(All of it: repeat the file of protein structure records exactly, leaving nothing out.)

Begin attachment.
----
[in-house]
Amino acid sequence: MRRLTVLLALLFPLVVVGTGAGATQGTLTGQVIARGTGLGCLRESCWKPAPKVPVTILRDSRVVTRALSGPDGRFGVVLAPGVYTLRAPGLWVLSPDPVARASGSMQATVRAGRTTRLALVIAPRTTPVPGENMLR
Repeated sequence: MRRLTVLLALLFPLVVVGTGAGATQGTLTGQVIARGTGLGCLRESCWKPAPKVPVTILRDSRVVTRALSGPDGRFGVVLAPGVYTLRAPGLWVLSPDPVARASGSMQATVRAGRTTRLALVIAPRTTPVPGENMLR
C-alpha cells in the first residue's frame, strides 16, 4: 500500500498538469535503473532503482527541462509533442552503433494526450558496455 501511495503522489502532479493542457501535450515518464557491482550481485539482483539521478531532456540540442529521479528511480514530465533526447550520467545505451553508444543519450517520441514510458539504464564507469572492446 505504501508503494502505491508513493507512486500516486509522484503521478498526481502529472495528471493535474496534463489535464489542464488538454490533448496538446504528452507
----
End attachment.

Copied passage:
[in-house]
Amino acid sequence: MRRLTVLLALLFPLVVVGTGAGATQGTLTGQVIARGTGLGCLRESCWKPAPKVPVTILRDSRVVTRALSGPDGRFGVVLAPGVYTLRAPGLWVLSPDPVARASGSMQATVRAGRTTRLALVIAPRTTPVPGENMLR
Repeated sequence: MRRLTVLLALLFPLVVVGTGAGATQGTLTGQVIARGTGLGCLRESCWKPAPKVPVTILRDSRVVTRALSGPDGRFGVVLAPGVYTLRAPGLWVLSPDPVARASGSMQATVRAGRTTRLALVIAPRTTPVPGENMLR
C-alpha cells in the first residue's frame, strides 16, 4: 500500500498538469535503473532503482527541462509533442552503433494526450558496455 501511495503522489502532479493542457501535450515518464557491482550481485539482483539521478531532456540540442529521479528511480514530465533526447550520467545505451553508444543519450517520441514510458539504464564507469572492446 505504501508503494502505491508513493507512486500516486509522484503521478498526481502529472495528471493535474496534463489535464489542464488538454490533448496538446504528452507